I’d read one or two ecstatic reviews of Nancy Werlin’s Impossible, but they were from readers whose tastes don’t always align with mine, and so I opened the book late one evening, expecting to skim a few pages and turn out the light.
You’ve heard that one before.
Lucy Scarborough is seventeen when she discovers that the women of her family have been cursed through the generations, forced to attempt three seemingly impossible tasks or to fall into madness upon their child's birth. But Lucy is the first girl who won't be alone as she tackles the list. She has her fiercely protective foster parents and her childhood friend Zach beside her. Do they have love and strength enough to overcome an age-old evil?
A story rooted in an age-old ballad has the potential to strike deep. You know the lyrics, have long ago accepted the events they chronicle, and are willing, wanting, and waiting to dissolve the haze that surrounds all legendary verse.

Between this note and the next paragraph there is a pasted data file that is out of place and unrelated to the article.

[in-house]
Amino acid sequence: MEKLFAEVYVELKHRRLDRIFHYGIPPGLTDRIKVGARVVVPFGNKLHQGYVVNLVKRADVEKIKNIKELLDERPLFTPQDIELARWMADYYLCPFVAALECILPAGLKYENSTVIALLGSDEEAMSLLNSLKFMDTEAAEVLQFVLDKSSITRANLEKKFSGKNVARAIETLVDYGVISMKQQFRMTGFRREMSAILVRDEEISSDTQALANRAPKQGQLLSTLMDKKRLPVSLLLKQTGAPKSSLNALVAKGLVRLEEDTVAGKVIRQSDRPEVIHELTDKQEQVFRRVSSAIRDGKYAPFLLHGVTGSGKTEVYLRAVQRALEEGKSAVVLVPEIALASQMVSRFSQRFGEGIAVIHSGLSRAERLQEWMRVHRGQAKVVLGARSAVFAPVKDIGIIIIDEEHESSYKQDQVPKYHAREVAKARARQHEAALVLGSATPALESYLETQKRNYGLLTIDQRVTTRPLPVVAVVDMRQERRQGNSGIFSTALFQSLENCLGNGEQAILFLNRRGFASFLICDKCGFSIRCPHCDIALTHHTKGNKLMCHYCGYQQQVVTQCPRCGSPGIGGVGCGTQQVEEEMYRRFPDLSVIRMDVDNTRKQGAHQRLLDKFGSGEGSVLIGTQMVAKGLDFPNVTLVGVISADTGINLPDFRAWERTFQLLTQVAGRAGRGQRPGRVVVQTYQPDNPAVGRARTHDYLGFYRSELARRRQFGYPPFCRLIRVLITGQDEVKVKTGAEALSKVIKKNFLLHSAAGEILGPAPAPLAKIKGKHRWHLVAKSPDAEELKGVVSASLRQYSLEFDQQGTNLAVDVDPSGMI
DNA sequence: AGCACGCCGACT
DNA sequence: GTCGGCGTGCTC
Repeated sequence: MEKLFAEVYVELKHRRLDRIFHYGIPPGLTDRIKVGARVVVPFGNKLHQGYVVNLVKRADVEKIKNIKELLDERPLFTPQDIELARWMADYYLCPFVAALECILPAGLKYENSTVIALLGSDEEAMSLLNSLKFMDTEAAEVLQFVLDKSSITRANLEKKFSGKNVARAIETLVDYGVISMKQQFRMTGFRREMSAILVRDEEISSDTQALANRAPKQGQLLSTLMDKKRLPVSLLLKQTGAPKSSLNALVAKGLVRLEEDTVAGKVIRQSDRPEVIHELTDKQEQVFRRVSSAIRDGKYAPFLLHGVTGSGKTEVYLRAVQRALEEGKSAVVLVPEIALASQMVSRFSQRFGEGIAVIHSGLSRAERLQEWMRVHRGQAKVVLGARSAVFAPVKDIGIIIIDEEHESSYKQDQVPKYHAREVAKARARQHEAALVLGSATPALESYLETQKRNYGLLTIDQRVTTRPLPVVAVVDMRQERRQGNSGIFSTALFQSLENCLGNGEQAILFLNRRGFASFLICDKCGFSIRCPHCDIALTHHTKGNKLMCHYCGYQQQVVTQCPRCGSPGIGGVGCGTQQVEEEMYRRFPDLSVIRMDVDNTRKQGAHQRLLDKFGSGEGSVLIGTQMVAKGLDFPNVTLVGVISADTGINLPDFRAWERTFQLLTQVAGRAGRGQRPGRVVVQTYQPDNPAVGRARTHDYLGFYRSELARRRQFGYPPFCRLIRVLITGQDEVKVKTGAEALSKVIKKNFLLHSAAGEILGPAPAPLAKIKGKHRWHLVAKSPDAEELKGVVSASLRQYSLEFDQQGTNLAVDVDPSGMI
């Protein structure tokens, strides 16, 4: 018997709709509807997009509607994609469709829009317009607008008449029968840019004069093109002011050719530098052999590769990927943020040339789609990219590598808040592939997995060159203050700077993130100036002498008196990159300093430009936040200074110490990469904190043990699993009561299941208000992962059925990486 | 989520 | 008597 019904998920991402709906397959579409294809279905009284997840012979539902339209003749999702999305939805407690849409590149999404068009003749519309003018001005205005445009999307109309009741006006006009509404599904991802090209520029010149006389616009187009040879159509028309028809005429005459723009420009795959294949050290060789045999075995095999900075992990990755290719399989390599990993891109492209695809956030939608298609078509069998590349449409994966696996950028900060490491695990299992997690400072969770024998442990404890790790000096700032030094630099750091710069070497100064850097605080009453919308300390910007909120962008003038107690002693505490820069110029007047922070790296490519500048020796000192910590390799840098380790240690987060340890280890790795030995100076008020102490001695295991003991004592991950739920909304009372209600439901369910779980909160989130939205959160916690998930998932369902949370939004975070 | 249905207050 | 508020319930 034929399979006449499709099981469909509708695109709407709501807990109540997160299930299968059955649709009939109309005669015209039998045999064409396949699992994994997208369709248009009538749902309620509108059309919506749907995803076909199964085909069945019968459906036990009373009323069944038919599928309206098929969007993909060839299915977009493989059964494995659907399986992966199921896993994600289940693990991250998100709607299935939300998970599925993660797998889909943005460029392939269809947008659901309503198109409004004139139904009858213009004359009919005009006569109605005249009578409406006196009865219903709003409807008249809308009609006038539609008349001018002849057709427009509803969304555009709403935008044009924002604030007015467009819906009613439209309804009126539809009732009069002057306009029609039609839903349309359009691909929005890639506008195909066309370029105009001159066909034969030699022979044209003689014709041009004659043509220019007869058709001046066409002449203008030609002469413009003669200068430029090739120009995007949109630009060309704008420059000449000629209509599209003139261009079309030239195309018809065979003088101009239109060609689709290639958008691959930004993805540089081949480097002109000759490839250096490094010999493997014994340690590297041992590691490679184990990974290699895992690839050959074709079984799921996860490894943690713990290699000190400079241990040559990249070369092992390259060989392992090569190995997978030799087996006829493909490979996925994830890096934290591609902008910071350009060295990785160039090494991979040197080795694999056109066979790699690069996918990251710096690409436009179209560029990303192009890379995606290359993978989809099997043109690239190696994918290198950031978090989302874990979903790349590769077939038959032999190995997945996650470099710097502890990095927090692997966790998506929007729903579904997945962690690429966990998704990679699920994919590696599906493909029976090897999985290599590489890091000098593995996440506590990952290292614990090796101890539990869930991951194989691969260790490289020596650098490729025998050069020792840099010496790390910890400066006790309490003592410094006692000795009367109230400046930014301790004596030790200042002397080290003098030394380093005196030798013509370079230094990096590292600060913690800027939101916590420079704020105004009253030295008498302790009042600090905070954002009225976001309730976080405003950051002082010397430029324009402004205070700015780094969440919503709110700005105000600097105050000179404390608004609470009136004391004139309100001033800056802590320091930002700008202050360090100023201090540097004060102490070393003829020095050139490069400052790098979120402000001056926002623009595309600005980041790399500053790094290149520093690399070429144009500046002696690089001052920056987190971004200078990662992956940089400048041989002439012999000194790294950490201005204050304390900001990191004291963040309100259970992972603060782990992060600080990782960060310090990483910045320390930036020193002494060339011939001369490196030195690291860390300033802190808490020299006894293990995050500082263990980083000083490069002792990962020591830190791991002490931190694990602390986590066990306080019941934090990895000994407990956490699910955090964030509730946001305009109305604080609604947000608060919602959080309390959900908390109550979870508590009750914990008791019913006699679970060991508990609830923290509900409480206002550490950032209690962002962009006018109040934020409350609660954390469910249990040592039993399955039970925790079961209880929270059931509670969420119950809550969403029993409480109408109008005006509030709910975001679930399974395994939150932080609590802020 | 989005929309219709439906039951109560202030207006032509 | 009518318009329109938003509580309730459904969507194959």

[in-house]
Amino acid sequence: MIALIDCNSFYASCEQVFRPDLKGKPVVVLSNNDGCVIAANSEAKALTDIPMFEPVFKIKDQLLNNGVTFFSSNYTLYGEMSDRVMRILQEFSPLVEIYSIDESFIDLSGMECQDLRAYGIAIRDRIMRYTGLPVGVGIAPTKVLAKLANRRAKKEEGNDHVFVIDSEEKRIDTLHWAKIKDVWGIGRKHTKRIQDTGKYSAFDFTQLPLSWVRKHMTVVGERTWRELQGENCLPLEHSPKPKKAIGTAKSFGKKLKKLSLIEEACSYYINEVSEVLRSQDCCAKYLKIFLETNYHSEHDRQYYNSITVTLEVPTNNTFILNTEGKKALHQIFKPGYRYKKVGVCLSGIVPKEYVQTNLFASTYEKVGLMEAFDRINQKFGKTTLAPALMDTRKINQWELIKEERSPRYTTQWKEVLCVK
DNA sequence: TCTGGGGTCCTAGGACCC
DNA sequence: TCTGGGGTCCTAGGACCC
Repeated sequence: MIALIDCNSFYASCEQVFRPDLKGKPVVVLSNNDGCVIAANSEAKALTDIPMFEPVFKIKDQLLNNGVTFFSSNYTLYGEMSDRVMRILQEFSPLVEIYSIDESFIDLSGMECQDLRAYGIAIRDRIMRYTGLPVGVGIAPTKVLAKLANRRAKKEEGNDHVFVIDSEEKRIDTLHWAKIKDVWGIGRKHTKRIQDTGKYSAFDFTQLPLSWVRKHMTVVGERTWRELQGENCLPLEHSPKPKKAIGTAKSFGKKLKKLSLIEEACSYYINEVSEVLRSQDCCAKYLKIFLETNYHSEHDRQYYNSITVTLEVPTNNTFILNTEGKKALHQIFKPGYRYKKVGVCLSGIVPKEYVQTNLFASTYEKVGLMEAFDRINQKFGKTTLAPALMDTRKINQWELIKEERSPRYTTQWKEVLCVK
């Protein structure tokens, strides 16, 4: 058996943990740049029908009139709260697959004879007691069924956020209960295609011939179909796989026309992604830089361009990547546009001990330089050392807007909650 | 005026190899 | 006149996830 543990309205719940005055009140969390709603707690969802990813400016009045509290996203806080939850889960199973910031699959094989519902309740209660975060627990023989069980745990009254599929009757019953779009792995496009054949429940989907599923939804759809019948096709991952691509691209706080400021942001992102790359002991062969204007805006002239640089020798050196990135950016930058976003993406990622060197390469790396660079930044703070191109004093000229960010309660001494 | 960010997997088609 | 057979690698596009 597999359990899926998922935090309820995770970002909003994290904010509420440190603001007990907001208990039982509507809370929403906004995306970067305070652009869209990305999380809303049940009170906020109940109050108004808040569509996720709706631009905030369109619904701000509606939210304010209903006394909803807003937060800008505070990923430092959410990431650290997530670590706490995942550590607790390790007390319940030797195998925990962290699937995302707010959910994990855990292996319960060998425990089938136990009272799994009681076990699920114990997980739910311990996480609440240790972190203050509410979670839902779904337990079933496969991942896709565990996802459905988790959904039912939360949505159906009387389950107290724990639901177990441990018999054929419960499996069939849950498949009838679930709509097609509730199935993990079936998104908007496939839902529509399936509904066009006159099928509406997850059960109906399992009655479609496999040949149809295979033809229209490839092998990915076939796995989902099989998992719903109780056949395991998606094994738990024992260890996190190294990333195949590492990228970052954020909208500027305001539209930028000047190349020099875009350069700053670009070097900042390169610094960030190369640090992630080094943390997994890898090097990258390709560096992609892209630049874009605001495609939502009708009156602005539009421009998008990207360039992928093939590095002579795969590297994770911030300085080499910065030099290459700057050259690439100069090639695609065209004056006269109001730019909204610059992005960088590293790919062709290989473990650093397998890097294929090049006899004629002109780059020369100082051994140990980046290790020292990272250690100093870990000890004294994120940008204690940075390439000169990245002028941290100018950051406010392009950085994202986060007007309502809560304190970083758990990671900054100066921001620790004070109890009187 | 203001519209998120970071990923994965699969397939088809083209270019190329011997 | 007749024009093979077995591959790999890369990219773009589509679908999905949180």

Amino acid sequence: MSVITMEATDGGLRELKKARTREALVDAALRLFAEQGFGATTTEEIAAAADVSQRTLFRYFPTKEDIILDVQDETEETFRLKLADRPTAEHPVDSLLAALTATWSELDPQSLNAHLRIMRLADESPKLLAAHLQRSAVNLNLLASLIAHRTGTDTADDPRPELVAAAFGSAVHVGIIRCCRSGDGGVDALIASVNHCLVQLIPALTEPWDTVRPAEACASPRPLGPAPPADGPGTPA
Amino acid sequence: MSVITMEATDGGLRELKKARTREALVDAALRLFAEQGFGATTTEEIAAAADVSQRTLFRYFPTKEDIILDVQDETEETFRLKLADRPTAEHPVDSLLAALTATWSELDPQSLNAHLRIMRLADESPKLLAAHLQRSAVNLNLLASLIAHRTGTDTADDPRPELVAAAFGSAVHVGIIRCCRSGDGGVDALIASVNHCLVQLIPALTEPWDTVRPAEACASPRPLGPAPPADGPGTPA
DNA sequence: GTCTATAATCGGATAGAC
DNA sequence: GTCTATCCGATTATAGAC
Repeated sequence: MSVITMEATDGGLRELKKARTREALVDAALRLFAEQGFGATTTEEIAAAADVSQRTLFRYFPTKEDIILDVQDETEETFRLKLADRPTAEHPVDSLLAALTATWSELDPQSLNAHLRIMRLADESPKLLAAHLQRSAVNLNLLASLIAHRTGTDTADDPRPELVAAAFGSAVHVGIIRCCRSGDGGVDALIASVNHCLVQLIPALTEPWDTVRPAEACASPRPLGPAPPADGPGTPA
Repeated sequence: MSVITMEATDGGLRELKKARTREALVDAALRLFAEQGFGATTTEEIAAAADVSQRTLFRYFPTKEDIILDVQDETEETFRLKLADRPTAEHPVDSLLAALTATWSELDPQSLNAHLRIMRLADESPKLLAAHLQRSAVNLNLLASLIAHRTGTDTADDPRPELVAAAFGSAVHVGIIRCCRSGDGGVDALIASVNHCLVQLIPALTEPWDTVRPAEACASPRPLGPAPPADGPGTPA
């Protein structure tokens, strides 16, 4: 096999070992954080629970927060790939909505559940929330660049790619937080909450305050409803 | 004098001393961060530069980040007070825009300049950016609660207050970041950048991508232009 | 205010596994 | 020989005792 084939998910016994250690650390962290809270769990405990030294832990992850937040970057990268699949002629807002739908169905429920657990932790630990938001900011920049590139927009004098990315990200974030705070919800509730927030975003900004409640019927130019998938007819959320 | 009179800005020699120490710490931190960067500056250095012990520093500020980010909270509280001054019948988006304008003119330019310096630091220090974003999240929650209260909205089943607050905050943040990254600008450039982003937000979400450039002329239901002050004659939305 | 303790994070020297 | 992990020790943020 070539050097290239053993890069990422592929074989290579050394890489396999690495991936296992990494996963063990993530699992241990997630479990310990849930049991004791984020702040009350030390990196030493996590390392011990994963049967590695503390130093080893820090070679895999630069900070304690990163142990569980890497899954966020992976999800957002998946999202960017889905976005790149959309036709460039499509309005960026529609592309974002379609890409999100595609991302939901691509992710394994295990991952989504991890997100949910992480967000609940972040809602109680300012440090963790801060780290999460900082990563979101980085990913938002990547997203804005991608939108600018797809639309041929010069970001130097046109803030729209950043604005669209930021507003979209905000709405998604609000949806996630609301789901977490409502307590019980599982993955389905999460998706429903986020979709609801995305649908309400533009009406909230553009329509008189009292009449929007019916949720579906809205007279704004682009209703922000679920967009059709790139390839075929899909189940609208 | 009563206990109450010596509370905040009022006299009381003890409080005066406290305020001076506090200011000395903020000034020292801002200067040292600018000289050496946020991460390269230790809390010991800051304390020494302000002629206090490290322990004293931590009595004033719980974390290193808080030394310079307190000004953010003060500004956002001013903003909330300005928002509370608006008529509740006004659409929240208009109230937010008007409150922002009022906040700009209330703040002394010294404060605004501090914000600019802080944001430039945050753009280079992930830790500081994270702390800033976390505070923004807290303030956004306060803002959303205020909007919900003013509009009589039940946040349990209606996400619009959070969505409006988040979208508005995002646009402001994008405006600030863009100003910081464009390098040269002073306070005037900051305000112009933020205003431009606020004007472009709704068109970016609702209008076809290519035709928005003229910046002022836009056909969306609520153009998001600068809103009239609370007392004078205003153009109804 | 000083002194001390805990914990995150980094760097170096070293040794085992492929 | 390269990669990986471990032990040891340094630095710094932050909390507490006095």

Scarborough Fair is already a haunting tune, and Werlin’s embroidery forms a vibrant history behind the words that ensures you will never hear the song again without thinking of this story.
Elements of fantasy are difficult to pull off in a realistic setting. Werlin succeeds quite well. I like this calm acceptance:
“It was also strange to realize that, even if her own particular nightmare was over, she now knew there was another world, close to theirs, a world of magic and curses and uncanny things, a world that was not rational. Lucy did not like to think about this, but there was no other conclusion to be drawn.”
How true is that? In our day, it’s “impossible” to believe in a world outside of logic, of science and provable fact. And yet, as Rodgers’ and Hammerstein’s fairy godmother sings, “Impossible things are happening every day.”